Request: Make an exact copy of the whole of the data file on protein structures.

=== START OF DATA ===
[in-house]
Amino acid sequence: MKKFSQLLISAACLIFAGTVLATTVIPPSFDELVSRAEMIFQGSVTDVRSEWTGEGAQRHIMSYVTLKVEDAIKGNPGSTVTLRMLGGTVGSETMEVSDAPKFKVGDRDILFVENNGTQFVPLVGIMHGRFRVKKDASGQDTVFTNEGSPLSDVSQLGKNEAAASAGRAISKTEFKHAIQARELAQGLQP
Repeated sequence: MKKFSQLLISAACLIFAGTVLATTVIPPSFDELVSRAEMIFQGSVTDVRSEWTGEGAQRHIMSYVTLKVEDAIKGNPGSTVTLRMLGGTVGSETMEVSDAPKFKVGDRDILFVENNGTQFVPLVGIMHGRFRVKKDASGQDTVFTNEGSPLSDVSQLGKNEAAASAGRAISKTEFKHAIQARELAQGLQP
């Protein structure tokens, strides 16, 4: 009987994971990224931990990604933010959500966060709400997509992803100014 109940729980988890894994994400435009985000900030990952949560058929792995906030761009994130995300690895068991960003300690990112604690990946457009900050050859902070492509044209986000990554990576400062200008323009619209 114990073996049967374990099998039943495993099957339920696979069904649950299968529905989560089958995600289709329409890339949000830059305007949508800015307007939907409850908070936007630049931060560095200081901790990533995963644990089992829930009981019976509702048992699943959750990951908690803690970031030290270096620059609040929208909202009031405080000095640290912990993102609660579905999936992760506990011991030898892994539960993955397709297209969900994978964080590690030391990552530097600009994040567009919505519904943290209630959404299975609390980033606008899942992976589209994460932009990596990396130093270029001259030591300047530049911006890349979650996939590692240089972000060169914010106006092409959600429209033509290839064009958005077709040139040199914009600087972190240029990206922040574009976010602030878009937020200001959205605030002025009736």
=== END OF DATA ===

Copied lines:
[in-house]
Amino acid sequence: MKKFSQLLISAACLIFAGTVLATTVIPPSFDELVSRAEMIFQGSVTDVRSEWTGEGAQRHIMSYVTLKVEDAIKGNPGSTVTLRMLGGTVGSETMEVSDAPKFKVGDRDILFVENNGTQFVPLVGIMHGRFRVKKDASGQDTVFTNEGSPLSDVSQLGKNEAAASAGRAISKTEFKHAIQARELAQGLQP
Repeated sequence: MKKFSQLLISAACLIFAGTVLATTVIPPSFDELVSRAEMIFQGSVTDVRSEWTGEGAQRHIMSYVTLKVEDAIKGNPGSTVTLRMLGGTVGSETMEVSDAPKFKVGDRDILFVENNGTQFVPLVGIMHGRFRVKKDASGQDTVFTNEGSPLSDVSQLGKNEAAASAGRAISKTEFKHAIQARELAQGLQP
């Protein structure tokens, strides 16, 4: 009987994971990224931990990604933010959500966060709400997509992803100014 109940729980988890894994994400435009985000900030990952949560058929792995906030761009994130995300690895068991960003300690990112604690990946457009900050050859902070492509044209986000990554990576400062200008323009619209 114990073996049967374990099998039943495993099957339920696979069904649950299968529905989560089958995600289709329409890339949000830059305007949508800015307007939907409850908070936007630049931060560095200081901790990533995963644990089992829930009981019976509702048992699943959750990951908690803690970031030290270096620059609040929208909202009031405080000095640290912990993102609660579905999936992760506990011991030898892994539960993955397709297209969900994978964080590690030391990552530097600009994040567009919505519904943290209630959404299975609390980033606008899942992976589209994460932009990596990396130093270029001259030591300047530049911006890349979650996939590692240089972000060169914010106006092409959600429209033509290839064009958005077709040139040199914009600087972190240029990206922040574009976010602030878009937020200001959205605030002025009736």